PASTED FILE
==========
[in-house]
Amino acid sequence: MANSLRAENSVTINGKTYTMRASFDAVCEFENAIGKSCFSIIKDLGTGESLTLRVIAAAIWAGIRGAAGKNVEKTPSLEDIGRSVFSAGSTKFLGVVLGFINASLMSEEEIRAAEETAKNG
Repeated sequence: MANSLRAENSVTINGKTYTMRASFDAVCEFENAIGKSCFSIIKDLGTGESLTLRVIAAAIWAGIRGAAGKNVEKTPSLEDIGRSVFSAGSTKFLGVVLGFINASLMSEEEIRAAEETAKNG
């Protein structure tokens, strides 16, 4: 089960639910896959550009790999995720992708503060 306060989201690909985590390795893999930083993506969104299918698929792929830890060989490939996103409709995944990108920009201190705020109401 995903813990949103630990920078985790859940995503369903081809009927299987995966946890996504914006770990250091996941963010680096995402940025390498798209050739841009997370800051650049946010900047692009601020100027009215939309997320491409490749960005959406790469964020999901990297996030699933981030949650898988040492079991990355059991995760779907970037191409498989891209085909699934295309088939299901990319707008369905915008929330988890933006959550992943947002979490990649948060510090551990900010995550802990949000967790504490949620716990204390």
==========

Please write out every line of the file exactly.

[in-house]
Amino acid sequence: MANSLRAENSVTINGKTYTMRASFDAVCEFENAIGKSCFSIIKDLGTGESLTLRVIAAAIWAGIRGAAGKNVEKTPSLEDIGRSVFSAGSTKFLGVVLGFINASLMSEEEIRAAEETAKNG
Repeated sequence: MANSLRAENSVTINGKTYTMRASFDAVCEFENAIGKSCFSIIKDLGTGESLTLRVIAAAIWAGIRGAAGKNVEKTPSLEDIGRSVFSAGSTKFLGVVLGFINASLMSEEEIRAAEETAKNG
């Protein structure tokens, strides 16, 4: 089960639910896959550009790999995720992708503060 306060989201690909985590390795893999930083993506969104299918698929792929830890060989490939996103409709995944990108920009201190705020109401 995903813990949103630990920078985790859940995503369903081809009927299987995966946890996504914006770990250091996941963010680096995402940025390498798209050739841009997370800051650049946010900047692009601020100027009215939309997320491409490749960005959406790469964020999901990297996030699933981030949650898988040492079991990355059991995760779907970037191409498989891209085909699934295309088939299901990319707008369905915008929330988890933006959550992943947002979490990649948060510090551990900010995550802990949000967790504490949620716990204390």